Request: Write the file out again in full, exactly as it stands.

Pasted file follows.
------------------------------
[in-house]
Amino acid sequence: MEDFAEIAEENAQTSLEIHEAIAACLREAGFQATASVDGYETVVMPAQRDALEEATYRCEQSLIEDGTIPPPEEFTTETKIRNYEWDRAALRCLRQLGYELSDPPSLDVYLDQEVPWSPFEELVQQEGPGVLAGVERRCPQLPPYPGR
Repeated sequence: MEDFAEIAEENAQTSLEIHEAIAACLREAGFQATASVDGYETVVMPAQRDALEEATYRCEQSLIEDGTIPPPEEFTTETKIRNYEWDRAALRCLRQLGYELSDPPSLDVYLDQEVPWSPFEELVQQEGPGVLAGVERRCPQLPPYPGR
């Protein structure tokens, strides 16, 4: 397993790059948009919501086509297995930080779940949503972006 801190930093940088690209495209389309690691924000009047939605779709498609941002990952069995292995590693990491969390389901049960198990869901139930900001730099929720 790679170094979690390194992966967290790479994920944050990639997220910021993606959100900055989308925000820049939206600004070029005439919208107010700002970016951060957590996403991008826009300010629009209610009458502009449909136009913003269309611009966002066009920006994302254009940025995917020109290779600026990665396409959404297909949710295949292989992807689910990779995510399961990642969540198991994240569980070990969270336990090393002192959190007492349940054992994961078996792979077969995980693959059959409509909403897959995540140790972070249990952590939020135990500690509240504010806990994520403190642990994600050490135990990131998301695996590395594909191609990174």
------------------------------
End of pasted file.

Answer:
[in-house]
Amino acid sequence: MEDFAEIAEENAQTSLEIHEAIAACLREAGFQATASVDGYETVVMPAQRDALEEATYRCEQSLIEDGTIPPPEEFTTETKIRNYEWDRAALRCLRQLGYELSDPPSLDVYLDQEVPWSPFEELVQQEGPGVLAGVERRCPQLPPYPGR
Repeated sequence: MEDFAEIAEENAQTSLEIHEAIAACLREAGFQATASVDGYETVVMPAQRDALEEATYRCEQSLIEDGTIPPPEEFTTETKIRNYEWDRAALRCLRQLGYELSDPPSLDVYLDQEVPWSPFEELVQQEGPGVLAGVERRCPQLPPYPGR
């Protein structure tokens, strides 16, 4: 397993790059948009919501086509297995930080779940949503972006 801190930093940088690209495209389309690691924000009047939605779709498609941002990952069995292995590693990491969390389901049960198990869901139930900001730099929720 790679170094979690390194992966967290790479994920944050990639997220910021993606959100900055989308925000820049939206600004070029005439919208107010700002970016951060957590996403991008826009300010629009209610009458502009449909136009913003269309611009966002066009920006994302254009940025995917020109290779600026990665396409959404297909949710295949292989992807689910990779995510399961990642969540198991994240569980070990969270336990090393002192959190007492349940054992994961078996792979077969995980693959059959409509909403897959995540140790972070249990952590939020135990500690509240504010806990994520403190642990994600050490135990990131998301695996590395594909191609990174």